Wombs in the Desert/

Nnenna Itanyi


Project Details


Timbuktu / Mali



Year (Design/Construction):

2021 / -

Area (Net/Gross):

- / 1300 m2

Operational Carbon emissions (B6) kgCO2e/m2/y:


Embodied Carbon emissions (A1-A3) kgCO2e/m2:

  • The hubs are constructed from rammed earth and adobe, materials that are not only reminiscent of Malian architecture but are incredibly sustainable.
  • Each hub consists primarily of two organic structures, an outer crescent like earth mass forming the residential and an inner oval, made porous and light with the use of timber and hay.
  • Within each hub is a public courtyard and gathering space for rest and entertainment popular among the people of Timbuktu.
  • Each of the structures employs different principles. While both share the use of cantilevered roofs for shading, the solidity of the residential quarters regulates the temperature of and cools its interior spaces. Small openings dot the façade that faces the harshest sunlight and timber makes up the interior courtyard facing façade.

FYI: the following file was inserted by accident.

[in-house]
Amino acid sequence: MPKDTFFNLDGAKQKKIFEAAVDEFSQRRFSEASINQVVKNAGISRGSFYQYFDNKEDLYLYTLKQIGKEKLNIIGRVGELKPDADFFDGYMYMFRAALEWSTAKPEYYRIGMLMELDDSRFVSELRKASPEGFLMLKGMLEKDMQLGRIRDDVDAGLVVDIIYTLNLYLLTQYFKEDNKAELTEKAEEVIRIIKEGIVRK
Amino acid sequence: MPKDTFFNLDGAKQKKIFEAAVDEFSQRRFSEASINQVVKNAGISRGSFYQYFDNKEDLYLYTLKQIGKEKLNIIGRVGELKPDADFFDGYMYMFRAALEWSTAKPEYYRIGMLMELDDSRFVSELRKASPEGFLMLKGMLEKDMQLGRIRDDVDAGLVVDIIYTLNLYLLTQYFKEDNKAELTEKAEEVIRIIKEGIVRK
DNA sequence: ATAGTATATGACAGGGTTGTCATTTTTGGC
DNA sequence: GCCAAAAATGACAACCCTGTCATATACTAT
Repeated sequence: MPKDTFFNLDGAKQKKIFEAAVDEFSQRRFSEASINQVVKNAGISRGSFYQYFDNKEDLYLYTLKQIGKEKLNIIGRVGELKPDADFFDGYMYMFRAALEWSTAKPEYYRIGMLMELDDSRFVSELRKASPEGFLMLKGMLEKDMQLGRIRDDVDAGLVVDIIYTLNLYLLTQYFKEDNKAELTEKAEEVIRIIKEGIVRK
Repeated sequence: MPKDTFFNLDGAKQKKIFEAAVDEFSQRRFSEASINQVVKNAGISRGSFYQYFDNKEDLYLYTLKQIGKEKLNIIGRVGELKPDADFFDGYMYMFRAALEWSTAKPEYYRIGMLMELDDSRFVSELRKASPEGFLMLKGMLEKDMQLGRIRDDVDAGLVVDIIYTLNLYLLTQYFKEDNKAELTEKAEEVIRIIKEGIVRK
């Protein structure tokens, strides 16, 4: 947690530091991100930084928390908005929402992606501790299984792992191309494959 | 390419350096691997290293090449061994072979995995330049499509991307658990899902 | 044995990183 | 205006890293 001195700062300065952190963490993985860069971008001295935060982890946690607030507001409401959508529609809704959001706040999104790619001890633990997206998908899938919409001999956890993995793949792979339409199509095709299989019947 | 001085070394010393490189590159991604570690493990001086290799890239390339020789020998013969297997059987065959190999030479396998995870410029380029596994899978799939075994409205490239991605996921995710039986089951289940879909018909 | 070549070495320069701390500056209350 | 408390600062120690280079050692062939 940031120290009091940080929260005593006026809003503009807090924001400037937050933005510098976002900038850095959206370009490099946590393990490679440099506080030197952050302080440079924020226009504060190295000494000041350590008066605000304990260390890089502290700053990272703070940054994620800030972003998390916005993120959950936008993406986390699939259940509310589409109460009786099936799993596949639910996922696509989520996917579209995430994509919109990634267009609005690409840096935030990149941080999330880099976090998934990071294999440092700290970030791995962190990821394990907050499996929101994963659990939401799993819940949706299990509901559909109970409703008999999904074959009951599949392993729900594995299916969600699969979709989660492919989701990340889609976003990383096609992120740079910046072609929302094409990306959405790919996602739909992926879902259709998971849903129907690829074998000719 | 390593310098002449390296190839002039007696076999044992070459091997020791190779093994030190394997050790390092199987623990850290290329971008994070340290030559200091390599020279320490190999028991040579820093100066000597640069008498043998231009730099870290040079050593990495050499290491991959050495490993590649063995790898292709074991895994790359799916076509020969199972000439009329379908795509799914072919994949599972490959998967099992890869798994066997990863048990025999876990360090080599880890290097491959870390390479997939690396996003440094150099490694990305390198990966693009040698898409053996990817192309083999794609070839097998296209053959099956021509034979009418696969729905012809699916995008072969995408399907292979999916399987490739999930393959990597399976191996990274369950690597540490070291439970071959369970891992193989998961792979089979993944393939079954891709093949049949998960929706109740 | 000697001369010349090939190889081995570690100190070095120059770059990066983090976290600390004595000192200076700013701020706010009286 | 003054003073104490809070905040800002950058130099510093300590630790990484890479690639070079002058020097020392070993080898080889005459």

• The thick façade of the earth structure also inclines outward, designed according to solar and CPD testing to shade the streets below and reduce the impact of incoming windstorms thus increasing pedestrian comfort
  • The internal structure plays on the concept of inside-outside, the timber skeleton holding up a sweeping thatch roof and allowing cooled air to move through the retail outlets and shops it accommodates.
  • Overall, the scheme points to a sustainable forward-looking solution to the problem of desertification and emigration from the Sahel.

The project reimagines a desert site on the outskirts of Timbuktu, a city situated in a futuristic Mali. Constructed and set up as an ingredient with the intent to achieve the aims of the African Union’s Agenda 2063, the infrastructure will encompass an urban settlement bolstered by the presence of a High-Speed Network and the success of the Great Green Wall Scheme. The resulting architecture will nestle itself within its environment borrowing from and echoing the materiality and characteristic building language of Malian mud architecture. Theoretically, it will expound the idea that modern sustainable construction must in fact be a revisit to age old and indigenous styles

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